the wolf looked at her, eyes dilated and his breathing rough. he shook his head, "no.. i couldnt. its not my place."
she could feel the urges burning inside her, she wanted to release them, she wanted this wolf to release her. "chivalrous, i see. then, dear wolf, alleviate my longing, my pain, and i shall alleviate your own."
the wolf took a step closer, his own longing feeding his fire. "beautiful fox... your offer intigues me... you- you are wounded..." she looked and saw her leg still bleeding. "let me aide you, dear fox." he took a few steps and lay beside her, licking her wound. with each lick, the pain receded and was replaced by a wave of pleasant ache. the bleeding stopped and he stopped licking, for the moment. he sniffed her, his cold nose brushing the swollen flesh, and as it quivered between her legs, he knew she was ready for him. "my den is close by, young fox."
She nuzzled against his chest and felt his heart pounding. she took his paw and pressed it against her own chest, letting him feel her heart. "you know we cant wait that long, here.. in this group of trees." she gestured to the spot a few feet away. the wolf quickly walked into the tangle of trees, followed by the fox. the wolf had hardly stepped inside the treeline before the fox began nudging at the furry bulge between his legs. "you're not quite ready yet, dear wolf." the wolf whimpered a few times as she licked at it, taking his smooth member in her mouth and enticing it with her tongue. once it was throbbing in its full glory, she licked one last time and said, "now you're ready." and raised herself in preparation for him. he got into position on top of her and with one paw she guided him inside her. she gasped as he stretched her a little. she glanced over her shoulder and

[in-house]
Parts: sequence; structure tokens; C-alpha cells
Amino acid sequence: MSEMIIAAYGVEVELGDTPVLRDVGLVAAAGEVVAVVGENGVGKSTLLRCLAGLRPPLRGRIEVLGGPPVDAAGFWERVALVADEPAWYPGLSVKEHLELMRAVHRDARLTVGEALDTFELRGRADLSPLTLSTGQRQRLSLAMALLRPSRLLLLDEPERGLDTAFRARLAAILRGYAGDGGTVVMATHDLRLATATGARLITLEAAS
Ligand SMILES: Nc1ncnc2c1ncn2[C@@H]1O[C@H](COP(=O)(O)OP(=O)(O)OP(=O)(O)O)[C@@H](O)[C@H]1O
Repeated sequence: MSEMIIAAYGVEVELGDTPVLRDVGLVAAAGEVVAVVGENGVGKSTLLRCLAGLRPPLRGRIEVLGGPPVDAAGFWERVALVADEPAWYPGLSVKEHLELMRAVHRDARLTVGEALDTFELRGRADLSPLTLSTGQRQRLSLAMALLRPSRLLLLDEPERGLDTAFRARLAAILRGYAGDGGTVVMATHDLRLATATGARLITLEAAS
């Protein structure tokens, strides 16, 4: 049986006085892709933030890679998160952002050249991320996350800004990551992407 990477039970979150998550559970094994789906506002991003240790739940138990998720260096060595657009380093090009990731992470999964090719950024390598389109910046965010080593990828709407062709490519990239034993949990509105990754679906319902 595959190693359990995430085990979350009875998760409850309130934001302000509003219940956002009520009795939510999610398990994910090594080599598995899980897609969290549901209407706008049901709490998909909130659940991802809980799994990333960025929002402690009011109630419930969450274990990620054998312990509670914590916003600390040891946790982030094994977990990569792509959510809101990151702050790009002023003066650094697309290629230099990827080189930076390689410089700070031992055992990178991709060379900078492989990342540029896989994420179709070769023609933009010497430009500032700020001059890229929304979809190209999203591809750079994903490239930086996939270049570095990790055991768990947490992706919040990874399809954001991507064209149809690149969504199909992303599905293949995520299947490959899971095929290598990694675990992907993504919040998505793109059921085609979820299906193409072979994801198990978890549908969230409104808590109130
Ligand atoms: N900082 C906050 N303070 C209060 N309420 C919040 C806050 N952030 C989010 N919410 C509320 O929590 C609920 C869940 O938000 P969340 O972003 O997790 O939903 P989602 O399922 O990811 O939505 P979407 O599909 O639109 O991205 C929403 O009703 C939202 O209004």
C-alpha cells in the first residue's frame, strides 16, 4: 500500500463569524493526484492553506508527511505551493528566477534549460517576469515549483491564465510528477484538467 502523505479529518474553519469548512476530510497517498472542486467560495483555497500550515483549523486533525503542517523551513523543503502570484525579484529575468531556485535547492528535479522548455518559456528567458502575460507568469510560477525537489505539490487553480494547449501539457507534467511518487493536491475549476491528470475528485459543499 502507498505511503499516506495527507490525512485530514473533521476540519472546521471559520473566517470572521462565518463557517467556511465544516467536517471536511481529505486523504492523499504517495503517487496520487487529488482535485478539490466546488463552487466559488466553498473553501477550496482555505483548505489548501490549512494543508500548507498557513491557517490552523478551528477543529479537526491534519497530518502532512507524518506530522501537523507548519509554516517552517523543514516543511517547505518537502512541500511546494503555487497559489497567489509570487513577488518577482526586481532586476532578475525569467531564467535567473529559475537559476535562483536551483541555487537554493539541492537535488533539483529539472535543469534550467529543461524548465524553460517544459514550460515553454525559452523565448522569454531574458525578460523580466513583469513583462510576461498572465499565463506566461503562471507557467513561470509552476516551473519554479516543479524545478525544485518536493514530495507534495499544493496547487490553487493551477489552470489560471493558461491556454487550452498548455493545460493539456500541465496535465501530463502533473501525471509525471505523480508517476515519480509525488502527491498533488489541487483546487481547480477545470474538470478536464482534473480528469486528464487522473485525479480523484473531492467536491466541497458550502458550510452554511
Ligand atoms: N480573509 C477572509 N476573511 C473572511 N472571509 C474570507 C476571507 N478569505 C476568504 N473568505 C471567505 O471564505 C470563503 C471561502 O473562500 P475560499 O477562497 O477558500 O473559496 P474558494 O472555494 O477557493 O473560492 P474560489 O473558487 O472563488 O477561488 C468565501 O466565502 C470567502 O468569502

realized that he wasnt that much bigger than her. he looked nervous and she realized something,
This is his first time... mine too... lets make this memorable.. she experimented with different positions, and after finding her favorite, set about making this wolf howl.